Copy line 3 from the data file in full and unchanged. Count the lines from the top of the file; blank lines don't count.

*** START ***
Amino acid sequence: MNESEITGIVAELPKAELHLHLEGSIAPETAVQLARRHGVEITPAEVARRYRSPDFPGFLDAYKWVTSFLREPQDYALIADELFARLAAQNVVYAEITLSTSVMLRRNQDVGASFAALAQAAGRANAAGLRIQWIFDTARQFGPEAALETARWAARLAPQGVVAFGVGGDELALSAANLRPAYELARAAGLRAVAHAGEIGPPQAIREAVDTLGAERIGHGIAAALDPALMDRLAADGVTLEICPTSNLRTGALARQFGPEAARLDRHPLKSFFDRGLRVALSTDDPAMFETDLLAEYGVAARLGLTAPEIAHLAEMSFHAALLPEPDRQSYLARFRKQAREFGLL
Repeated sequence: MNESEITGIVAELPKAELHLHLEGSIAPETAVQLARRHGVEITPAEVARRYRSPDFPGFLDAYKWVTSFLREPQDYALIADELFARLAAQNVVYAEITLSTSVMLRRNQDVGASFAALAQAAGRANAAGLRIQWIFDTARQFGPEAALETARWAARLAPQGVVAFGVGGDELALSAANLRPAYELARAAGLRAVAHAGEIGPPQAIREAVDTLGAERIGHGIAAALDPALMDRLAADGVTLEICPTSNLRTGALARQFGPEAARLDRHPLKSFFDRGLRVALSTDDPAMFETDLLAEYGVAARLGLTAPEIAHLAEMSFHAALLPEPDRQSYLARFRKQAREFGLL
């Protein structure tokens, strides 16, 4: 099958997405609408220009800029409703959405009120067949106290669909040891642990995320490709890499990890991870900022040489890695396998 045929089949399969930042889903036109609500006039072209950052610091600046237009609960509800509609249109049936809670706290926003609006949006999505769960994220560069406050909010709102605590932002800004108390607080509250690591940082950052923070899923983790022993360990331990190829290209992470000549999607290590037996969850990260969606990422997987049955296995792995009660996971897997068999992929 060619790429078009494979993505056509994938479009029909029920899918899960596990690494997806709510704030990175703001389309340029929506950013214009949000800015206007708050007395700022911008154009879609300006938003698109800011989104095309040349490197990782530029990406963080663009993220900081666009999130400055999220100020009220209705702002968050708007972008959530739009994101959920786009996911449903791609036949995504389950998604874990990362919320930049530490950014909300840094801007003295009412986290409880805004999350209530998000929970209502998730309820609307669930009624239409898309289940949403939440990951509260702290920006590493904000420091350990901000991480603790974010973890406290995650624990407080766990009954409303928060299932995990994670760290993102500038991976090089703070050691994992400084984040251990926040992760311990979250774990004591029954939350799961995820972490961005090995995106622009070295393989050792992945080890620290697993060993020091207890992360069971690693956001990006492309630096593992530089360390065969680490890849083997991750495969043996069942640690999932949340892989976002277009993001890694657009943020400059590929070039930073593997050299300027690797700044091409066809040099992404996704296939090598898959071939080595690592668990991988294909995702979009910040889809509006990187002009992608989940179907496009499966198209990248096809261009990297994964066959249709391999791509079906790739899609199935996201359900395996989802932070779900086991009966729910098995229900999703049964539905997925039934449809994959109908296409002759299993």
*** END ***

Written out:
């Protein structure tokens, strides 16, 4: 099958997405609408220009800029409703959405009120067949106290669909040891642990995320490709890499990890991870900022040489890695396998 045929089949399969930042889903036109609500006039072209950052610091600046237009609960509800509609249109049936809670706290926003609006949006999505769960994220560069406050909010709102605590932002800004108390607080509250690591940082950052923070899923983790022993360990331990190829290209992470000549999607290590037996969850990260969606990422997987049955296995792995009660996971897997068999992929 060619790429078009494979993505056509994938479009029909029920899918899960596990690494997806709510704030990175703001389309340029929506950013214009949000800015206007708050007395700022911008154009879609300006938003698109800011989104095309040349490197990782530029990406963080663009993220900081666009999130400055999220100020009220209705702002968050708007972008959530739009994101959920786009996911449903791609036949995504389950998604874990990362919320930049530490950014909300840094801007003295009412986290409880805004999350209530998000929970209502998730309820609307669930009624239409898309289940949403939440990951509260702290920006590493904000420091350990901000991480603790974010973890406290995650624990407080766990009954409303928060299932995990994670760290993102500038991976090089703070050691994992400084984040251990926040992760311990979250774990004591029954939350799961995820972490961005090995995106622009070295393989050792992945080890620290697993060993020091207890992360069971690693956001990006492309630096593992530089360390065969680490890849083997991750495969043996069942640690999932949340892989976002277009993001890694657009943020400059590929070039930073593997050299300027690797700044091409066809040099992404996704296939090598898959071939080595690592668990991988294909995702979009910040889809509006990187002009992608989940179907496009499966198209990248096809261009990297994964066959249709391999791509079906790739899609199935996201359900395996989802932070779900086991009966729910098995229900999703049964539905997925039934449809994959109908296409002759299993």